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Kodak Produces Book of Historic Photos on Native American Life

Press release from the issuing company

ROCHESTER, N.Y., Oct. 25-Thanks to a unique collaboration between Kodak's Graphic Communications Group and The Center for Western Studies of Augustana College in Sioux Falls, S.D., photographs taken more than 100 years ago have come to life in a new photo book. Impressions of Tribal Life was produced on a KODAK NEXPRESS S3000 Digital Production Color Press.
 Impressions of Tribal Life compiles photographs taken by Father Ambrose Mattingly, OSB, who came to the Crow Creek Reservation in South Dakota in August 1888 as a priest with Immaculate Conception Indian Mission at Stephan. Among his many skills as a painter, carpenter, plumber, farmer, teacher and doctor, Father Ambrose also pursued photography from 1895 to 1905, capturing images that reveal a great deal about life on the reservation.
The photo book features digital scans of glass plate images that have been enhanced by combining them with Native American artifacts to add color and texture. The U.S. Geological Survey office provided the scans, while the artifacts come from the personal collection of Kodak executive Jeffrey W. Hayzlett, who initiated the project.
"This collaboration with Kodak allows us to showcase these historic photos and tell our stories to a wider audience through this publication," said Harry F. Thompson, Ph.D., Director of Research Collections and Publications at The Center for Western Studies. "As a book publisher, I appreciate the NEXPRESS Press's capabilities to help us share the resources we have on Native American life in the Northern Plains."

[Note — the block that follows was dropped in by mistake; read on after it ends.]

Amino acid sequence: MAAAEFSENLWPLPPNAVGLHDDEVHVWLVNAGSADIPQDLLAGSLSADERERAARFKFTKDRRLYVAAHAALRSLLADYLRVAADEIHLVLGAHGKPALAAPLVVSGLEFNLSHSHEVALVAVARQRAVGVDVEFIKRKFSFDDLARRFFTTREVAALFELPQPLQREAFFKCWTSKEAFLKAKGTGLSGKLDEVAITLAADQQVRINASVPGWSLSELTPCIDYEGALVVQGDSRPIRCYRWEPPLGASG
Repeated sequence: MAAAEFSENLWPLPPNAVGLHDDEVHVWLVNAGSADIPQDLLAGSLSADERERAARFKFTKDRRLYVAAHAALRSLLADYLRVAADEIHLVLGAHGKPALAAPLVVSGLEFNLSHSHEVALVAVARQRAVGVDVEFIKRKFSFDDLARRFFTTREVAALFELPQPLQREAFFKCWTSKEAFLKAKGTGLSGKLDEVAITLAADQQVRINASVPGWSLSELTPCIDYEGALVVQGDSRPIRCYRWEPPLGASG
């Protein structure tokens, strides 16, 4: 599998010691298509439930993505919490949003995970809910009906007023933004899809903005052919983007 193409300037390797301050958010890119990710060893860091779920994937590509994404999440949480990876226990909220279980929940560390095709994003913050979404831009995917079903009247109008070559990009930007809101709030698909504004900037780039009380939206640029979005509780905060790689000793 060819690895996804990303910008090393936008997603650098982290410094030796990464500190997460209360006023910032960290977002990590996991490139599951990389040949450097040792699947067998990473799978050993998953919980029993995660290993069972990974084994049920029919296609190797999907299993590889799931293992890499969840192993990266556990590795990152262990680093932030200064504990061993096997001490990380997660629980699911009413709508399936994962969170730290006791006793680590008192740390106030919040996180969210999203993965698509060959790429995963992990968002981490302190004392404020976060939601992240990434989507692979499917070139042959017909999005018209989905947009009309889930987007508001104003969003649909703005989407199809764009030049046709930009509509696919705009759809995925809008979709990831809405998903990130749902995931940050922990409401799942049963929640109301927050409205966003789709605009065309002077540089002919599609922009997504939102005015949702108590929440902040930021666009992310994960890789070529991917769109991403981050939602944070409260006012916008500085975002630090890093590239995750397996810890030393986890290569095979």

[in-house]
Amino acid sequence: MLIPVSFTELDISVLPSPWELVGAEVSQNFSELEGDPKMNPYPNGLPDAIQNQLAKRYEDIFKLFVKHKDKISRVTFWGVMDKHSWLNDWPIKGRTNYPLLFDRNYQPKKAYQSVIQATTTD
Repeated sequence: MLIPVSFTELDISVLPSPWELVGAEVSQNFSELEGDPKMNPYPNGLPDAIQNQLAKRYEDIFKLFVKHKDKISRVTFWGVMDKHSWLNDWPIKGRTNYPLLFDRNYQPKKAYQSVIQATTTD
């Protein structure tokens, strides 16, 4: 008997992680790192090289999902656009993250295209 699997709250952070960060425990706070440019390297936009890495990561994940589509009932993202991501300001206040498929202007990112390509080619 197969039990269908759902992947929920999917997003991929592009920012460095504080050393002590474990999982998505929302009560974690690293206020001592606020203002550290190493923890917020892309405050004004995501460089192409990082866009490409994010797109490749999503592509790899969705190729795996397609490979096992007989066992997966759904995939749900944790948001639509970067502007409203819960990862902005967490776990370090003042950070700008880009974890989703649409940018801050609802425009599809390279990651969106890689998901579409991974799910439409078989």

Impressions of Tribal Life, which was shown at Kodak's booth during Graph Expo, will be available at The Center for Western Studies of Augustana College in January and February 2008, in conjunction with a gallery exhibition of Father Ambrose's framed photographs.  Kodak will continue to print books for The Center for Western Studies at the company's demonstration center in Rochester.
 "Impressions of Tribal Life brings the remarkable photography of Father Ambrose to public consciousness after more than a century," said Hayzlett, Chief Business Development Officer and Vice President, Eastman Kodak Company.  "It also demonstrates the opportunities for producing short run, high quality color photo books with a NEXPRESS Press.  We are proud to be part of this exciting project."
Father Ambrose kept records of his experiences in South Dakota, and makes specific reference to Kodak in one of his journal entries.  He used a buggy drawn by two ponies, Pat and Buck, to travel as a missionary and to take photos on reservations including Lower Brule, Yankton, Cheyenne River and Standing Rock.  One day, while trying to forge a flooded stream, Father Ambrose's buggy stuck fast on a frozen drift.  Undaunted, he climbed into the water to unhitch the team and free the buggy.  Later, he wrote of this incident, "If gratitude is a virtue, them I claim the pennant for the practice of that virtue. For I was, I am, and ever shall be profoundly grateful that no one with a KODAK Camera was on the scene." 
The KODAK NEXPRESS S3000 Digital Production Color Press is the most productive digital color printing solution offered by Kodak, delivering 6000 offset quality A4/letter sheets per hour (100 pages per minute) on a very wide range of substrates. Ideal for large to very large commercial printers and photo services operations, the S3000 features a fully modular design that makes it completely field upgradeable for increased paper input or delivery capacity-or for the addition of a fifth imaging unit. Kodak offers an array of inline and near line accessories to improve productivity and support new applications.